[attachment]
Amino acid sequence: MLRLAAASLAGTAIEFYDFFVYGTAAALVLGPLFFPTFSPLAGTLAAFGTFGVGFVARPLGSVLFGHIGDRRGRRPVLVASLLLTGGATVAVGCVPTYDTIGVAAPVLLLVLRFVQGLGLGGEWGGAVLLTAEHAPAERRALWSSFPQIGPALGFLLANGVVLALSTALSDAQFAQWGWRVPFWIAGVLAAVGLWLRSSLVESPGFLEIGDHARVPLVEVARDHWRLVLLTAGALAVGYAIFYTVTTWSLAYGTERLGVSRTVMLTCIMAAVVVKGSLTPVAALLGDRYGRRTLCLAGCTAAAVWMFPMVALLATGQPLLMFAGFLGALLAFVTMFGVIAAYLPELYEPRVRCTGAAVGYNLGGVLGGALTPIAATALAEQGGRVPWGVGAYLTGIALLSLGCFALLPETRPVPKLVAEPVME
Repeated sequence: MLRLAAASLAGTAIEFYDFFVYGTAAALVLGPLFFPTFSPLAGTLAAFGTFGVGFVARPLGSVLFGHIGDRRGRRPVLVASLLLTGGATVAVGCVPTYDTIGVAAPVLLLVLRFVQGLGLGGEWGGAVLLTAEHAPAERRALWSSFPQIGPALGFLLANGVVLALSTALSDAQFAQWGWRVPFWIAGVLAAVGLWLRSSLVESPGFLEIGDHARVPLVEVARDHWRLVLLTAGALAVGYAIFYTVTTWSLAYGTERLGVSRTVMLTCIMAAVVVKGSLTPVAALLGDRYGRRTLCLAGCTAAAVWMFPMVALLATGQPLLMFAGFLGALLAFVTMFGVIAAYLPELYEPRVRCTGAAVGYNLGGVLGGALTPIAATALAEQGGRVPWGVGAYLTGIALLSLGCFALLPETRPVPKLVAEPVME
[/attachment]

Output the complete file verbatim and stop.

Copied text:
Amino acid sequence: MLRLAAASLAGTAIEFYDFFVYGTAAALVLGPLFFPTFSPLAGTLAAFGTFGVGFVARPLGSVLFGHIGDRRGRRPVLVASLLLTGGATVAVGCVPTYDTIGVAAPVLLLVLRFVQGLGLGGEWGGAVLLTAEHAPAERRALWSSFPQIGPALGFLLANGVVLALSTALSDAQFAQWGWRVPFWIAGVLAAVGLWLRSSLVESPGFLEIGDHARVPLVEVARDHWRLVLLTAGALAVGYAIFYTVTTWSLAYGTERLGVSRTVMLTCIMAAVVVKGSLTPVAALLGDRYGRRTLCLAGCTAAAVWMFPMVALLATGQPLLMFAGFLGALLAFVTMFGVIAAYLPELYEPRVRCTGAAVGYNLGGVLGGALTPIAATALAEQGGRVPWGVGAYLTGIALLSLGCFALLPETRPVPKLVAEPVME
Repeated sequence: MLRLAAASLAGTAIEFYDFFVYGTAAALVLGPLFFPTFSPLAGTLAAFGTFGVGFVARPLGSVLFGHIGDRRGRRPVLVASLLLTGGATVAVGCVPTYDTIGVAAPVLLLVLRFVQGLGLGGEWGGAVLLTAEHAPAERRALWSSFPQIGPALGFLLANGVVLALSTALSDAQFAQWGWRVPFWIAGVLAAVGLWLRSSLVESPGFLEIGDHARVPLVEVARDHWRLVLLTAGALAVGYAIFYTVTTWSLAYGTERLGVSRTVMLTCIMAAVVVKGSLTPVAALLGDRYGRRTLCLAGCTAAAVWMFPMVALLATGQPLLMFAGFLGALLAFVTMFGVIAAYLPELYEPRVRCTGAAVGYNLGGVLGGALTPIAATALAEQGGRVPWGVGAYLTGIALLSLGCFALLPETRPVPKLVAEPVME